By late February, one can generally count on some naysayer blathering on in the media, traditional or otherwise, about how the General Assembly is wasting its time with bills to designate an official state something-or-other. The latest to get attention is a proposal to make Smith Island cake the state dessert.
The true outrage is that anyone would be so negative about dessert - which, as any spelling teacher will tell you, comes with its own second helping, albeit of s's. We've been able to put a state flower on our dinner tables since 1918; how did we go so long without an official dessert? Talk about elected leaders out of the mainstream.
But seriously, it's foolish to carp on politicians who allow Smith Islanders a few minutes to extol the virtues of their richly frosted 10-layer cakes. Even to recognize it as an official dessert does little discernible harm (aside from any anguish it causes us dieters). Here's the latest cost estimate provided by the crack analysts at the Department of Legislative Services: zilch.
If only the General Assembly passed more bills like that. The more time lawmakers spend on state desserts, the less they can devote to the misguided and costly stuff that's their usual bread and butter.
Still, as much as we defend the right to designate a state dessert, we must also express a hesitation for that winning confection to be Smith Island cake. Not that there's anything wrong with Smith Island cake - or, particularly, with the late Frances E. Kitching, the beloved Smith Islander most closely associated with it.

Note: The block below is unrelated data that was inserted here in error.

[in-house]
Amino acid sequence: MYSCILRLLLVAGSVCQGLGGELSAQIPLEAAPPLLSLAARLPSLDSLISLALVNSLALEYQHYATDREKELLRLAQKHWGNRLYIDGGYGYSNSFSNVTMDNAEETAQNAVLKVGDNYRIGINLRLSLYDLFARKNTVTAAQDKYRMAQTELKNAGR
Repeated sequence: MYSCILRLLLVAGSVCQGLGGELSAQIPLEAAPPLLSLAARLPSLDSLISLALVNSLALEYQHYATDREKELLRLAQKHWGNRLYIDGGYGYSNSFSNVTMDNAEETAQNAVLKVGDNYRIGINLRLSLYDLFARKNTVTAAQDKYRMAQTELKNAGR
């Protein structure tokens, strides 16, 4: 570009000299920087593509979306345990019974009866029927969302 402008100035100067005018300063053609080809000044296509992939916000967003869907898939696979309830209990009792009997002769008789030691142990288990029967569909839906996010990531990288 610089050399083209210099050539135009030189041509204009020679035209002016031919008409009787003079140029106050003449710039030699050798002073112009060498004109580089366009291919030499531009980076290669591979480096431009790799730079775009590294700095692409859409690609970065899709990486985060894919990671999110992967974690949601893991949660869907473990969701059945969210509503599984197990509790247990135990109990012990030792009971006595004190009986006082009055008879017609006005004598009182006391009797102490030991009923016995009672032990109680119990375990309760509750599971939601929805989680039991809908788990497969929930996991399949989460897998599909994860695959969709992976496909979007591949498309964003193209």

The problem is that it's a cake rarely seen outside Somerset County. There's not much that makes it uniquely Maryland's - aside from its Smith Island roots.
What might serve as a better alternative? Well, that's a challenge. Maryland's savory cuisine is obvious enough. Our seafood selections, from crab cakes to oysters, enjoy a rich history. So does more regional fare like Southern Maryland stuffed ham, or Eastern Shore beaten biscuits and stewed muskrat (admittedly an acquired taste, but undeniably Maryland).
The ideal candidate might feature apples from the western counties or peaches from the eastern, but no single recipe comes to mind. There's Lady Baltimore cake, but as the cake has nothing to do with Baltimore and is thought to have been invented in South Carolina, it's probably not suitable.
Is Maryland's dessert cart that bereft? Surely not. What's needed is a bake-off so that all manner of sweets, from Garrett to Worcester, can be considered. And please, let's not leave the judgment solely in the hands of senators and delegates. Editorial writers are probably the ideal arbiters. Yes, on second thought, that's surely the case.
In viticulture, the French prize terroir - a sense of place. Whether or not the iron chefs of Smith Island reign supreme (or their cake makes a paragraph in the Maryland Manual), let us never hesitate to praise the cuisine that is uniquely ours.